Abrams is aiming to win back the Dems who voted in Ga’s GOP primary.
CLAYTON, Ga. — Georgia Gov. Brian Kemp is a conservative by any standards.
As Republicans seek a second term in November, he can trumpet multiple tax cuts. He helped enact a ban on abortion after six weeks, before many women know they are pregnant. He presided over an overhaul of the electoral law that could make it harder for some Georgians to vote.
And in case anyone still doubts his credentials, Kemp likes to point out that he’s Georgia’s first modern Republican governor not to have been a Democrat at some point in his political career.
Still, his decision to challenge Donald Trump and ratify Joe Biden’s 2020 presidential voters has earned Kemp credit from some Democrats. That goodwill was evident in the May primaries in Georgia, when a notable number of Democratic-leaning voters voted for Republicans to help Kemp defeat his Trump-endorsed challenger.
Now, with the general election approaching, Democratic candidate Stacey Abrams needs those voters in her column. And she is shameless in arguing that Kemp had nothing to do with voters for refusing to overturn a free and fair US presidential election.
“Let me be clear,” Abrams said toward the end of his half-hour campaign speech. “Not committing treason does not make you a hero.”
Crowds at Abrams events roar to the line, betraying at least some concern that Kemp’s handling of Trump could curry favor with enough moderate voters and prove a variable. decisive in that rematch four years ago.
Kemp and the Republican Georgia secretary of state angered Trump’s public when they signed Biden’s victory in the state, which had been a Republican lock in presidential elections since 1996.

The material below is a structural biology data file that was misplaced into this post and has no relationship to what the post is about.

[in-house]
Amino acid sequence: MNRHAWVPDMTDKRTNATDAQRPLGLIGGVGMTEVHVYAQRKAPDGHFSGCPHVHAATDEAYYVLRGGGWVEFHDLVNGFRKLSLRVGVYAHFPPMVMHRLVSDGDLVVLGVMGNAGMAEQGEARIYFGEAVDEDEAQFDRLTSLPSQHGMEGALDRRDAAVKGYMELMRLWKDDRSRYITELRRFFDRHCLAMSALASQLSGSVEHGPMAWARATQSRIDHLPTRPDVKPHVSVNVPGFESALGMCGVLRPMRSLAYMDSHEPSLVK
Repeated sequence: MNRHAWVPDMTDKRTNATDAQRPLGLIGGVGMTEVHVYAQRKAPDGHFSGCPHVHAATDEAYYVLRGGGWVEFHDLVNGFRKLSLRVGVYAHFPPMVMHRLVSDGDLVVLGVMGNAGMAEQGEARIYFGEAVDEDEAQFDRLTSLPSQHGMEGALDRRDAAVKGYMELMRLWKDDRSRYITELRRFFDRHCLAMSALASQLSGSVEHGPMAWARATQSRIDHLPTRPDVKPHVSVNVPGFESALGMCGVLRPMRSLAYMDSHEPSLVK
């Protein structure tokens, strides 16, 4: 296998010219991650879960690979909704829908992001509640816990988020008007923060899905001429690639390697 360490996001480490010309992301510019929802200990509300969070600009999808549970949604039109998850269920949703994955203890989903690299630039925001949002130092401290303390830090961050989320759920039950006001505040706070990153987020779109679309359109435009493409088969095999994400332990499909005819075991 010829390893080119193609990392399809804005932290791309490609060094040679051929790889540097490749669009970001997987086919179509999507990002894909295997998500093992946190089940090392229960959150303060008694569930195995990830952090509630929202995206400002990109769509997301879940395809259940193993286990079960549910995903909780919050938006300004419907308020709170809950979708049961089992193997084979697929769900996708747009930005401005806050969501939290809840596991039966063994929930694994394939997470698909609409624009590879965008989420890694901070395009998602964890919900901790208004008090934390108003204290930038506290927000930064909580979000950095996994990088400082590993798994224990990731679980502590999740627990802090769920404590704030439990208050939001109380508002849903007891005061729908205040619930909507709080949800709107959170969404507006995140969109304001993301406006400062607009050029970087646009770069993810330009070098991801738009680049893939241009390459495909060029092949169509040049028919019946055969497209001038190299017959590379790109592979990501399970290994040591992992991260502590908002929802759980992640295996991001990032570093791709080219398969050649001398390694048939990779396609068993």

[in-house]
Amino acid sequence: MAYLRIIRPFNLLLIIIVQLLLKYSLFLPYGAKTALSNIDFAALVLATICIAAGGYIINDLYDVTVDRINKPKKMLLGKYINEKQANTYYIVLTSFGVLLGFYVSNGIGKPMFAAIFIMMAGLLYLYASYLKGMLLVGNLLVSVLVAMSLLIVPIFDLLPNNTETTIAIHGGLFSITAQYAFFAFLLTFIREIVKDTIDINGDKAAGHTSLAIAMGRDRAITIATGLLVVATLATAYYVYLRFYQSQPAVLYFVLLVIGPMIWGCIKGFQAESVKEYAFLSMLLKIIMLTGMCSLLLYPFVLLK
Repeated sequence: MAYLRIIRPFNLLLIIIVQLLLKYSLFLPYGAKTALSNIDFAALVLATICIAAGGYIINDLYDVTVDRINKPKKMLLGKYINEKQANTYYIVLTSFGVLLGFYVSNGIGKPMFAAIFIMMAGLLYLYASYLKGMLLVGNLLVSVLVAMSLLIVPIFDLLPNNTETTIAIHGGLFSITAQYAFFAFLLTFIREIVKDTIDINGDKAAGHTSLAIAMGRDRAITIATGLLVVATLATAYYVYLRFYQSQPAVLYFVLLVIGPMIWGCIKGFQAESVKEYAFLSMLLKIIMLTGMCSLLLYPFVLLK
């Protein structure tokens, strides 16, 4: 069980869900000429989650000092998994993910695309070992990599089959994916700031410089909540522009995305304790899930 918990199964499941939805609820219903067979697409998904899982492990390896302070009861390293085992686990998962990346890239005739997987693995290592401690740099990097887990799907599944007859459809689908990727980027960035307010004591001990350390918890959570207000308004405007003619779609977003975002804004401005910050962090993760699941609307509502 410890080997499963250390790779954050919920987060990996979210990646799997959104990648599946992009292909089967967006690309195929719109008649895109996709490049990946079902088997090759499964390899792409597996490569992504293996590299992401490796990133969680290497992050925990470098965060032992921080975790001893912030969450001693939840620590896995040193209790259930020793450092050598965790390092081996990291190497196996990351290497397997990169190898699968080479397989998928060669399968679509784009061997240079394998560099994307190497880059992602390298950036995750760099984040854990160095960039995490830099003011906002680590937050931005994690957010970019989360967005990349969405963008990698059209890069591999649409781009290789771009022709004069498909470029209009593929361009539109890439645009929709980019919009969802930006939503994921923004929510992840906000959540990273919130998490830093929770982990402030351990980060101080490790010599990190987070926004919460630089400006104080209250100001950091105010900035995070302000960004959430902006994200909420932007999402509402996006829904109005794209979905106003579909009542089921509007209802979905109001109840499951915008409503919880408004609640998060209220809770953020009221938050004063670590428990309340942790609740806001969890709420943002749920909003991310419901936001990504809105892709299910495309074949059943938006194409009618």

Of course, Kemp never explicitly pushed back against Trump’s false claims that Biden’s victory was fraudulent; the governor stuck to a factual explanation that he was following the law. His approach has infuriated Trump’s staunchest supporters. But it also proved a subtle way for Kemp to position himself as a moderating force within Trump’s party, giving the governor an opening to shape a November coalition made up of his own grassroots supporters and key voters.
That balance is how Kemp narrowly beat Abrams in 2018 and how the Democrats, in turn, changed Georgia in 2020.
“It’s grassroots strategy more for Republicans and grassroots strategy more for Democrats,” said Tharon Johnson, a Democratic strategist, explaining the shared pressure on Kemp and Abrams to win the narrow middle.
Four years ago, Kemp won by 55,000 votes out of about 4 million votes. Biden edged out Trump by less than 12,000 out of 5 million votes. In the US Senate runoff two months after the presidential election, an estimated 4.5 million Georgians voted; Democrats Raphael Warnock and Jon Ossoff gained 2 percentage points and 1.2 percentage points respectively.
In May this year, Kemp edged out former Sen. David Perdue with nearly 74% of the vote in a record Republican primary, despite Perdue having Trump’s endorsement. Perdue’s more than 262,000 votes might worry Kemp in such a hotly contested state.
“There are still a lot of Holocaust deniers in our party,” said Ed Henderson, a local GOP officer in Rabun County, where Kemp and Abrams each hosted events recently. “I’m not one of them,” Henderson said, “but Kemp has to take care of them.”
Meanwhile, an Associated Press analysis of early voting records from data firm L2 found that more than 37,000 people who voted in Georgia’s Democratic primary two years ago voted in the primary. Republican in May, an unusually large number of so-called crossover voters.